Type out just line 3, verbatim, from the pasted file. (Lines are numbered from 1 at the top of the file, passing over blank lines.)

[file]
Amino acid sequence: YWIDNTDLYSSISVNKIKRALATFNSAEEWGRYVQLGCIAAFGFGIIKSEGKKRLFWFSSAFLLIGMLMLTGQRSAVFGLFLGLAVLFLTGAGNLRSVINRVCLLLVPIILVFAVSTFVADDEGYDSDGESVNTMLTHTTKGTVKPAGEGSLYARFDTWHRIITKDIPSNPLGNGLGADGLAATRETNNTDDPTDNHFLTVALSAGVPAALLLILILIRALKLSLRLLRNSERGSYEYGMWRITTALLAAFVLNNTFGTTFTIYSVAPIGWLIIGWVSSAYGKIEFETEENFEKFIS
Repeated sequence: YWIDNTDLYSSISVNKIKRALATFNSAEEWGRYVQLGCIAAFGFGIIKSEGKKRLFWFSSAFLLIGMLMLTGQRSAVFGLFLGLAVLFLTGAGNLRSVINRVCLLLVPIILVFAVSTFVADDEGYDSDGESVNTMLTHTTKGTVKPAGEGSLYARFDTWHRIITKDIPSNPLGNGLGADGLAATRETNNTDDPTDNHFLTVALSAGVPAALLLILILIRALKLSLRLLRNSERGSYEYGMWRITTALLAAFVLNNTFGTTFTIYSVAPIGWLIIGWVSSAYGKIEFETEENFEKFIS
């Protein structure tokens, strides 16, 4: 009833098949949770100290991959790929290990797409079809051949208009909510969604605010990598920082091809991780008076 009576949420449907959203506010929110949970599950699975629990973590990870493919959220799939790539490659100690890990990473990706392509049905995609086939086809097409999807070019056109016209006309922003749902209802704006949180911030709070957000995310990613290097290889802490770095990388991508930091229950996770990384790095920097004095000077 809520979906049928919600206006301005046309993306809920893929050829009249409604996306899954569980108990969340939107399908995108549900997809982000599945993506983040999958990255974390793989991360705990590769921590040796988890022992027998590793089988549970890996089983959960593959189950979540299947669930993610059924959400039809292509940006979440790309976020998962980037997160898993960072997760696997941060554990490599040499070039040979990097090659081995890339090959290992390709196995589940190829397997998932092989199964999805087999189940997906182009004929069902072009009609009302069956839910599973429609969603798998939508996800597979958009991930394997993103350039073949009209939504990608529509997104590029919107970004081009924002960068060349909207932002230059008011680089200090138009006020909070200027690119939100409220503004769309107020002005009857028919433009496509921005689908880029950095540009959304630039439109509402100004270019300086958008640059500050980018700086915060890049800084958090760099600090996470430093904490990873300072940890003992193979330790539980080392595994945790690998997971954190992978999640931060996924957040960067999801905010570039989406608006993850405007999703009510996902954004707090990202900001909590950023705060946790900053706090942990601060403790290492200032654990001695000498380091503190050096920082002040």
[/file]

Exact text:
């Protein structure tokens, strides 16, 4: 009833098949949770100290991959790929290990797409079809051949208009909510969604605010990598920082091809991780008076 009576949420449907959203506010929110949970599950699975629990973590990870493919959220799939790539490659100690890990990473990706392509049905995609086939086809097409999807070019056109016209006309922003749902209802704006949180911030709070957000995310990613290097290889802490770095990388991508930091229950996770990384790095920097004095000077 809520979906049928919600206006301005046309993306809920893929050829009249409604996306899954569980108990969340939107399908995108549900997809982000599945993506983040999958990255974390793989991360705990590769921590040796988890022992027998590793089988549970890996089983959960593959189950979540299947669930993610059924959400039809292509940006979440790309976020998962980037997160898993960072997760696997941060554990490599040499070039040979990097090659081995890339090959290992390709196995589940190829397997998932092989199964999805087999189940997906182009004929069902072009009609009302069956839910599973429609969603798998939508996800597979958009991930394997993103350039073949009209939504990608529509997104590029919107970004081009924002960068060349909207932002230059008011680089200090138009006020909070200027690119939100409220503004769309107020002005009857028919433009496509921005689908880029950095540009959304630039439109509402100004270019300086958008640059500050980018700086915060890049800084958090760099600090996470430093904490990873300072940890003992193979330790539980080392595994945790690998997971954190992978999640931060996924957040960067999801905010570039989406608006993850405007999703009510996902954004707090990202900001909590950023705060946790900053706090942990601060403790290492200032654990001695000498380091503190050096920082002040």